But exciting things are happening not only with the root, but also with the green stem of the plant: this surface, as Anett says, in the hands of a designer, is a canvas, because if I block the sunlight, yellow stem cells are born, and if it gets the sufficient light, green ones are born, and the direction of the light is not secondary, so the designer can operate with it to influence the direction of growth.
The PhD research has come to an end, but the work is not at all done: there are numerous different directions this plant textile can go on, depending on how we see it; as a work of art or as a design project (I both envisioned a new quality, artistic green wall and was reminded of the space textiles of the artists of the Velem Workshop for Creation of the seventies and eighties.) Anett says she hasn’t decided yet which direction to choose. “This is a completely new project with brand new qualities. We aren’t aware of all its parameters, I can only give answers based on my experiences. Meanwhile, it’s not really worth examining these qualities before knowing what we’d like to use it for,” she pointed out.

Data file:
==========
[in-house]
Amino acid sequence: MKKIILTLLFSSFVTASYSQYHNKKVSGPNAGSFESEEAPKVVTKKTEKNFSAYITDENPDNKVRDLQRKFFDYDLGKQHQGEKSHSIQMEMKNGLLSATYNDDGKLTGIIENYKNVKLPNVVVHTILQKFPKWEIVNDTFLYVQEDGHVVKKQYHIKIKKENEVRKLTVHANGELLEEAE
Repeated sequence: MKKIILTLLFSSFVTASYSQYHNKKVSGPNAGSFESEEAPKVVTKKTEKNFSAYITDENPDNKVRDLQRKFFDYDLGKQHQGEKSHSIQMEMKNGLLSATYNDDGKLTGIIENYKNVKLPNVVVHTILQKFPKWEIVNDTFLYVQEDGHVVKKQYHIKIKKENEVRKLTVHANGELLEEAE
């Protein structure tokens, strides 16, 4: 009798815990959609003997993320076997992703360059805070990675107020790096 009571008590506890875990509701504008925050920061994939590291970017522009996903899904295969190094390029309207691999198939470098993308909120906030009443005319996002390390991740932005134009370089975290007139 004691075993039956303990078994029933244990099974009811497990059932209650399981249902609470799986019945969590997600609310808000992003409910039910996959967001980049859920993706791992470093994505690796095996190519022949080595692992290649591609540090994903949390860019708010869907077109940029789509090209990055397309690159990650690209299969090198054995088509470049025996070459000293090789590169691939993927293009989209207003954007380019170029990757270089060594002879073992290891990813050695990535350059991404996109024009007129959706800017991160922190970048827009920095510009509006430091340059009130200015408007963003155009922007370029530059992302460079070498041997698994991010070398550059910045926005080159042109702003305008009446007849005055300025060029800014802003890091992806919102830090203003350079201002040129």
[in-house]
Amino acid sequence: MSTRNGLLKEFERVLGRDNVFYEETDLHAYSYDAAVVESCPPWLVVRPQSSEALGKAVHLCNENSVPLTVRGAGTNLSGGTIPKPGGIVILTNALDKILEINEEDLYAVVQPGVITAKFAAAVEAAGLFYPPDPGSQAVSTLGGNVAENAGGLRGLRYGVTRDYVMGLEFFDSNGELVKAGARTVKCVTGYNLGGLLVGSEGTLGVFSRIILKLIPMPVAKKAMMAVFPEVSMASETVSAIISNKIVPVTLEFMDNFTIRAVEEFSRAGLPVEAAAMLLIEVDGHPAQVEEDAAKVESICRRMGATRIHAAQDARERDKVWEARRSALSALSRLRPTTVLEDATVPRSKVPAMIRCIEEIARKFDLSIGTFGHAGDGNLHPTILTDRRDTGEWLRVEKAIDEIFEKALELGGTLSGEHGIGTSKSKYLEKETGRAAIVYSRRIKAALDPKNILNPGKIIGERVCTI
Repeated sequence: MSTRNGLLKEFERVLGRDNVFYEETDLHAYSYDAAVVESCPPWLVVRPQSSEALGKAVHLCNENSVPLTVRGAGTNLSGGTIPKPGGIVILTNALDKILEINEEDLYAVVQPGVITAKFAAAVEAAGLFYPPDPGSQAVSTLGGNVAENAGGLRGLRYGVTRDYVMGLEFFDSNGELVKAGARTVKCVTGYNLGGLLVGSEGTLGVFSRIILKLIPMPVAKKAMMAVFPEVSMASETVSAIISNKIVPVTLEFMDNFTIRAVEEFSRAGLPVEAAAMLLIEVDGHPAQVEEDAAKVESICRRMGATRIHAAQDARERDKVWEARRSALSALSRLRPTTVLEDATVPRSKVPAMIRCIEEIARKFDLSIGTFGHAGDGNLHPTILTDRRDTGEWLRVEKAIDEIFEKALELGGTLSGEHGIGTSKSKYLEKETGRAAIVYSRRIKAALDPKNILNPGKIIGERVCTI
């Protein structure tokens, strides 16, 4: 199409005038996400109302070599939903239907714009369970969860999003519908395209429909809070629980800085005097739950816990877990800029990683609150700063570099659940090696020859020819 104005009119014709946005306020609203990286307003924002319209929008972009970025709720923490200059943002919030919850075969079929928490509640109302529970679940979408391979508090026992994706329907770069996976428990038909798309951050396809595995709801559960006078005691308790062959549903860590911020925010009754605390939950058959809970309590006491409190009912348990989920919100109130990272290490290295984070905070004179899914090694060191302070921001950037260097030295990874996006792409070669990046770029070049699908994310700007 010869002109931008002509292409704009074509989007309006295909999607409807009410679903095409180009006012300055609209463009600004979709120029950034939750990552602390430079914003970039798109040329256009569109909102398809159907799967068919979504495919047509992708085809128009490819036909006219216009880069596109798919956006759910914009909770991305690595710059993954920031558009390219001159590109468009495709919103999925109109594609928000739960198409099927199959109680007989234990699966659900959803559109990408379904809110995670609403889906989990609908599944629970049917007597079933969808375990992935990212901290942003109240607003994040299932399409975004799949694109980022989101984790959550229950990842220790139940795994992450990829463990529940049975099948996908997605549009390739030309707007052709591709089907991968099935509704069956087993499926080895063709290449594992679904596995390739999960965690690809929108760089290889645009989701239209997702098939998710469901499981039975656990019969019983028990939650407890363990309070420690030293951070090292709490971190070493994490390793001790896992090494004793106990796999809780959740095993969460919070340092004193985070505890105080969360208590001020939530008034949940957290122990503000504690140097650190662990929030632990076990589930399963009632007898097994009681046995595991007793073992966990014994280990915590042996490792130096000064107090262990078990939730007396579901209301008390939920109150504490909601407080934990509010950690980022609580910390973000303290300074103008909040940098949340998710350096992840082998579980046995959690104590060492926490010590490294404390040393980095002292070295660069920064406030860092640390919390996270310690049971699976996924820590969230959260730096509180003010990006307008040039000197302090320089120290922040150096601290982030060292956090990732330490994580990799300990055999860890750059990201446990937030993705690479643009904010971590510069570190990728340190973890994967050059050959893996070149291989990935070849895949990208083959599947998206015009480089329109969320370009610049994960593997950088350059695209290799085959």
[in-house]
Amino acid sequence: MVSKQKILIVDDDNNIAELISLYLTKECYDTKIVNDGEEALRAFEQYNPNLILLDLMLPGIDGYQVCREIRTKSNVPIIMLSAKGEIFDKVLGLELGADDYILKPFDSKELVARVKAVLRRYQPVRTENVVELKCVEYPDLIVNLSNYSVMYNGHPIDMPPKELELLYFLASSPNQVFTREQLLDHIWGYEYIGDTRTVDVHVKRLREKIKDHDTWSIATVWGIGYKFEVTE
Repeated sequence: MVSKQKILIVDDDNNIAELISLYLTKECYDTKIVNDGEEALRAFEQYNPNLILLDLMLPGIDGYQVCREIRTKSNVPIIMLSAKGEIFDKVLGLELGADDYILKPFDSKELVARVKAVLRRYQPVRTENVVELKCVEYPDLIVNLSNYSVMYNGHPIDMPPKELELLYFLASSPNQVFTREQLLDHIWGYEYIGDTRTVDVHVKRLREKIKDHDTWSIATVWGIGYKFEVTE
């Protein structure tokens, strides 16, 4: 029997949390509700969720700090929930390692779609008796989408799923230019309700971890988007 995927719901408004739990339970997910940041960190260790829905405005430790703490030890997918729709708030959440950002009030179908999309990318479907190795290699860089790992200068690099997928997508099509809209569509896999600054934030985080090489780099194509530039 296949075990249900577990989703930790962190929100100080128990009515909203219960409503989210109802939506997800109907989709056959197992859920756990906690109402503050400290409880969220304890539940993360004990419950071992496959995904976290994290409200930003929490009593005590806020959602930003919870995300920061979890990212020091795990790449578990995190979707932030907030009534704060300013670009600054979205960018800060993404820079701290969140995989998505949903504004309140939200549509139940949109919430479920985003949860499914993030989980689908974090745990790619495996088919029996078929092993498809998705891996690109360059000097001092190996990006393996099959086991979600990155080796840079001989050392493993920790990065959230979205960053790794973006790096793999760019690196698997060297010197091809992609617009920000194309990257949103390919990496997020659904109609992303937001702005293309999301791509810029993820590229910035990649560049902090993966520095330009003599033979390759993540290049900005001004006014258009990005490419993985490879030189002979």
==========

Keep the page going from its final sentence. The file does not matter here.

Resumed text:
In any case, based on the above properties, the question is: where does this plant textile find its place? In a museum? If so, it is already a museologist’s nightmare, the difficulty of conservation (by the way, Anett’s three objects showing different stages of the plant’s life cycle are also on display at the “Common Space | 2nd National Salon of Applied Arts and Design” exhibition at the Kunsthalle—here the ephemeral nature of the object is most prevalent, and the temporality of the plant’s life cycle becomes part of the changed design attitude. As part of an outfit, a communal office or waiting room that can then be easily composted? These all raise many questions about usability, lifespan and much more. In any case, whatever direction the NATURING project takes, we will certainly be hearing more about it.
Photo: Dániel Ludmann
Anett Papp | Instagram